Last night I was looking in the mirror. It had been a few days since I shaved, and I noticed a number of gray hairs in my goatee. Of course my brain did what it always does when when I’m about to get some sleep- it chases down tangents armed with silly questions.
What is the average age a guy (or a girl, for that matter) goes gray? That precise time in Joe Average’s life when the hair goes from salt-and-pepper to white and black mixed in equal parts. Of course I’m probably not Joe Average (somebody has to be, theoretically), but I’d nice to have a ballpark figure. And then there’s the why. Why does hair go gray? Are the resources assigned to mass producing hair color downsized or put to new tasks, say, growing ear hair?
And so the internal dialog went until I decided to write a post on this. But before I got to it I saw that a group of cancer researchers had answered the why question in this article the day before. I think I’ll take this as sign that my delusions of grandeur are not completely delusions. (It’s either that or be mad a cancer researchers for stealing my thunder.)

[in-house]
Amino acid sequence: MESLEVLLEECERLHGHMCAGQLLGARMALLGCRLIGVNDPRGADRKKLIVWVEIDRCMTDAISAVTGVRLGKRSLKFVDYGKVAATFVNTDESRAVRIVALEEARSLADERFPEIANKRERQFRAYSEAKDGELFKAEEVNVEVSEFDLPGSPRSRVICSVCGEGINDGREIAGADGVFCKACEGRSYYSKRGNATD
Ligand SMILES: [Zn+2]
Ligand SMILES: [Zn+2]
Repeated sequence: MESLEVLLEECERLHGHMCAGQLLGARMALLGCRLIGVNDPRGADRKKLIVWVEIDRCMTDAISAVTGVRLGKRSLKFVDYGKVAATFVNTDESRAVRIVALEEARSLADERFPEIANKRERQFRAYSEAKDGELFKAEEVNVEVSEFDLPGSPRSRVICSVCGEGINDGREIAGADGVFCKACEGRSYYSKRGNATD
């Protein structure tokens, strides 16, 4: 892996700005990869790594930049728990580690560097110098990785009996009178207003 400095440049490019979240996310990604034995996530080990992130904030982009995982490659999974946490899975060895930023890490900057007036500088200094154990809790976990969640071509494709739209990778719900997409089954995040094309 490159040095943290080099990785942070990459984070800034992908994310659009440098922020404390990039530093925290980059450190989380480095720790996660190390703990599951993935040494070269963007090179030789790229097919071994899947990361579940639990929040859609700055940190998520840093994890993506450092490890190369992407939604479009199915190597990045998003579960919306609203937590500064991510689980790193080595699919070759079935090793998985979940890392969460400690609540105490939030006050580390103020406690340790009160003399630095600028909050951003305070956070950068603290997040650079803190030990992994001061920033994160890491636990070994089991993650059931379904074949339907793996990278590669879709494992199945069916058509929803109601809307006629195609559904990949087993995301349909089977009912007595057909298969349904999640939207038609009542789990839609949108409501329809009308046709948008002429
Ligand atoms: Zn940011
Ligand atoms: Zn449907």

The simple answer from the article is: “…the loss of hair color to the gradual dying off of adult stem cells, called melanocytes, that provide a reservoir for the renewal of pigment-manufacturing cells.“
Ok, that answers the why, but not the when. Googling “when does hair turn gray” returns mostly results for “why does hair turn gray.” Apparently my question isn’t a very popular one. I did however come across the statistic that 50% of Caucasians are 50% gray by age 50 on several web pages. What an unusual statistic. It cleverly says nothing at all but does so in a very quotable way. Ah statistics… I guess that was really all I was looking for anyway.
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